The degree to which Finance Minister Pravin Gordhan alters the fiscal targets for the next few years in the mid-term budget on Oct. 23 will be an important indicator, Peter Worthington, an economist at the investment bank, told reporters in Johannesburg today. “There is a risk that we could see some rating downgrades come though after the” budget statement, he said.
Moody’s Investors Service and Standard & Poor’s last year cut South Africa’s credit rating for the first time since the end of apartheid in 1994, concerned about the impact of violent mining strikes on the economy, slower growth and the government’s ability to narrow the budget deficit. Fitch Ratings followed with a downgrade in January. Moody’s rates South African debt at Baa1, the third-lowest investment-grade level.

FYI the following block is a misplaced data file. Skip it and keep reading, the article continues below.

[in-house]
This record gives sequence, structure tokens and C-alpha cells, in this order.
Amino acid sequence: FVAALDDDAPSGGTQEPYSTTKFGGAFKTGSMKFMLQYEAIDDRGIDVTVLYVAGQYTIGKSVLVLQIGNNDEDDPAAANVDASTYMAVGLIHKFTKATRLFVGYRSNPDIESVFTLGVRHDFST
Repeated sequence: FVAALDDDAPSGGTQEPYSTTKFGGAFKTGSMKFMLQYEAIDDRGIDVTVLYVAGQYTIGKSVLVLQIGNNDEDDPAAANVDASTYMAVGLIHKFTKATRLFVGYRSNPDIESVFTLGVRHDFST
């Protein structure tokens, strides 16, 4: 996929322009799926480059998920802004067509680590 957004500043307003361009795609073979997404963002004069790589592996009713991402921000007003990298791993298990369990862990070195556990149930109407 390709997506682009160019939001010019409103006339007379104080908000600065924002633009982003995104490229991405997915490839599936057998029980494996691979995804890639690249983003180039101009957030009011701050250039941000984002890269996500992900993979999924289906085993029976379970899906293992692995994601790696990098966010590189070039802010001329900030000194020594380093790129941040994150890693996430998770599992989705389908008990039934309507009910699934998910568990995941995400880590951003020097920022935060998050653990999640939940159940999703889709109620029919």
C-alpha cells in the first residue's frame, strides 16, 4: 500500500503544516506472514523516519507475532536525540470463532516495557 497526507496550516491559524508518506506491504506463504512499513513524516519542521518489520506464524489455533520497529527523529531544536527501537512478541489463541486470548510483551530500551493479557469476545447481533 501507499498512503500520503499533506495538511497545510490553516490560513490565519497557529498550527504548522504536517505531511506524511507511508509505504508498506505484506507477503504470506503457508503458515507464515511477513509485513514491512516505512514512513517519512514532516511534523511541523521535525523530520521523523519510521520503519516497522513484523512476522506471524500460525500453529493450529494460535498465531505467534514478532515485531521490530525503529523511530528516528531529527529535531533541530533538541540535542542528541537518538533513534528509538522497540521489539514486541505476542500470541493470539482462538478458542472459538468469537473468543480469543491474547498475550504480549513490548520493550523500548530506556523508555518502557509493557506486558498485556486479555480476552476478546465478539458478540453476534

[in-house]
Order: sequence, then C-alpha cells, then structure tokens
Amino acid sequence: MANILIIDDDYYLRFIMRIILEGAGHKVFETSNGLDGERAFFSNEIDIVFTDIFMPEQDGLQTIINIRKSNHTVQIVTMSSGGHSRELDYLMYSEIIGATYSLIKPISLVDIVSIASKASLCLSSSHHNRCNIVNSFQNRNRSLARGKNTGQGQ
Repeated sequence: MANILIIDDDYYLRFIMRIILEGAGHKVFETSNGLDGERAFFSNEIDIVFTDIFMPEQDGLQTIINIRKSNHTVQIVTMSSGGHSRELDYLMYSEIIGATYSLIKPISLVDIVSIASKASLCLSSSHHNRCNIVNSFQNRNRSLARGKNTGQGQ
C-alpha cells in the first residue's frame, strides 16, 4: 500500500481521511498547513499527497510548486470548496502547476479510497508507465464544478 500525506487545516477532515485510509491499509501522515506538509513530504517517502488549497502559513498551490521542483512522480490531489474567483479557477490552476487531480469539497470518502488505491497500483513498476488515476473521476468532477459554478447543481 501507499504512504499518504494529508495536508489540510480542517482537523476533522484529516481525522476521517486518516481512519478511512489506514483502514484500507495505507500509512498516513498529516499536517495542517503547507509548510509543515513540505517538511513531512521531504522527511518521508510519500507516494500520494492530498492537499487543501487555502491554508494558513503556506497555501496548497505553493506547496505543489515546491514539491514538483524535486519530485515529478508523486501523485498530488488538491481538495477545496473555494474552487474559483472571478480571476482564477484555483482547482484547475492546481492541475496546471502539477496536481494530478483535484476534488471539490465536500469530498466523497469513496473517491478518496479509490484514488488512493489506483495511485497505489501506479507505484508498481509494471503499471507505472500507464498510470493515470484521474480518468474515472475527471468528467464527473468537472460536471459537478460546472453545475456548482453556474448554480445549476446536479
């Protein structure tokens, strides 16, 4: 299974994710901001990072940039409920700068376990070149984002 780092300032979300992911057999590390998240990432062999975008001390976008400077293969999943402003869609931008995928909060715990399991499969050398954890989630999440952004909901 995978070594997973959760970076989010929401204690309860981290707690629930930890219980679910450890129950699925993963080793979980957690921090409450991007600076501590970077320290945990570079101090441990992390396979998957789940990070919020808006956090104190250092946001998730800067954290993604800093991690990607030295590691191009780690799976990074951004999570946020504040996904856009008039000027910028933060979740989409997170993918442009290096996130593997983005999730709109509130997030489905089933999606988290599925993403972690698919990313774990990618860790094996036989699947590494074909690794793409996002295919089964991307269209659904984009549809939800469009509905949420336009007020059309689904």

Finance Minister Pravin Gordhan said in an interview on Oct. 7 the government won’t meet its 2.7 percent growth target this year. The central bank is forecasting expansion of 2 percent, which would be the slowest pace since a 2009 recession.
In his February budget, Gordhan projected a budget deficit of 4.6 percent of gross domestic product in the year through March 2014, down from 5.1 percent in the previous fiscal year. The shortfall is forecast to reach 3.1 percent in the 2016 fiscal year.
Economic growth in the third quarter will probably be weak, curbing tax receipts, Worthington said.
There “is a risk that we will see fiscal slippage relative to deficit targets for this year,” he said.
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